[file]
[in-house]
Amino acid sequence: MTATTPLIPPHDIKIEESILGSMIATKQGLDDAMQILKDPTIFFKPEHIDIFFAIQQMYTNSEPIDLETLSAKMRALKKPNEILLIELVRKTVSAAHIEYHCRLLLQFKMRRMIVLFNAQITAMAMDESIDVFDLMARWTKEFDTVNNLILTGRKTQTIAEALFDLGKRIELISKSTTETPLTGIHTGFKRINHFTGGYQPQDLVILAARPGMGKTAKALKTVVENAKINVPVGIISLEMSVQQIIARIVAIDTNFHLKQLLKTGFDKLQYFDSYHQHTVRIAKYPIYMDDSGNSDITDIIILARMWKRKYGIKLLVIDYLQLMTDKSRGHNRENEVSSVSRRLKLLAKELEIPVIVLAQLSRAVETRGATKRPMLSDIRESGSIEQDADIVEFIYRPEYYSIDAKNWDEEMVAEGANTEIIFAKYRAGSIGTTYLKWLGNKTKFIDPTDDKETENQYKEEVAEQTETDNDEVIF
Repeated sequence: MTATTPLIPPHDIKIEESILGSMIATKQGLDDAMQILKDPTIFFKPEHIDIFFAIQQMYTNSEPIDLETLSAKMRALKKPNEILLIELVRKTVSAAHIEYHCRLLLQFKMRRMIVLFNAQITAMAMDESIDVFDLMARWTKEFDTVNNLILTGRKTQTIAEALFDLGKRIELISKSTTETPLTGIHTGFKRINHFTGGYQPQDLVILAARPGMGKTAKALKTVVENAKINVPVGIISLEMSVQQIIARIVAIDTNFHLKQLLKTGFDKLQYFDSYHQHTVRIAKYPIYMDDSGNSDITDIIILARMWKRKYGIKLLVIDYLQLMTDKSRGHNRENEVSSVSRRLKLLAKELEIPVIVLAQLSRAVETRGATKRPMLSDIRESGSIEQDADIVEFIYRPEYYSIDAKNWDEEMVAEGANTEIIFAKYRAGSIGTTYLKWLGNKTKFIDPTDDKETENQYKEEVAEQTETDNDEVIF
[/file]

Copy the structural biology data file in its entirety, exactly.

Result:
[in-house]
Amino acid sequence: MTATTPLIPPHDIKIEESILGSMIATKQGLDDAMQILKDPTIFFKPEHIDIFFAIQQMYTNSEPIDLETLSAKMRALKKPNEILLIELVRKTVSAAHIEYHCRLLLQFKMRRMIVLFNAQITAMAMDESIDVFDLMARWTKEFDTVNNLILTGRKTQTIAEALFDLGKRIELISKSTTETPLTGIHTGFKRINHFTGGYQPQDLVILAARPGMGKTAKALKTVVENAKINVPVGIISLEMSVQQIIARIVAIDTNFHLKQLLKTGFDKLQYFDSYHQHTVRIAKYPIYMDDSGNSDITDIIILARMWKRKYGIKLLVIDYLQLMTDKSRGHNRENEVSSVSRRLKLLAKELEIPVIVLAQLSRAVETRGATKRPMLSDIRESGSIEQDADIVEFIYRPEYYSIDAKNWDEEMVAEGANTEIIFAKYRAGSIGTTYLKWLGNKTKFIDPTDDKETENQYKEEVAEQTETDNDEVIF
Repeated sequence: MTATTPLIPPHDIKIEESILGSMIATKQGLDDAMQILKDPTIFFKPEHIDIFFAIQQMYTNSEPIDLETLSAKMRALKKPNEILLIELVRKTVSAAHIEYHCRLLLQFKMRRMIVLFNAQITAMAMDESIDVFDLMARWTKEFDTVNNLILTGRKTQTIAEALFDLGKRIELISKSTTETPLTGIHTGFKRINHFTGGYQPQDLVILAARPGMGKTAKALKTVVENAKINVPVGIISLEMSVQQIIARIVAIDTNFHLKQLLKTGFDKLQYFDSYHQHTVRIAKYPIYMDDSGNSDITDIIILARMWKRKYGIKLLVIDYLQLMTDKSRGHNRENEVSSVSRRLKLLAKELEIPVIVLAQLSRAVETRGATKRPMLSDIRESGSIEQDADIVEFIYRPEYYSIDAKNWDEEMVAEGANTEIIFAKYRAGSIGTTYLKWLGNKTKFIDPTDDKETENQYKEEVAEQTETDNDEVIF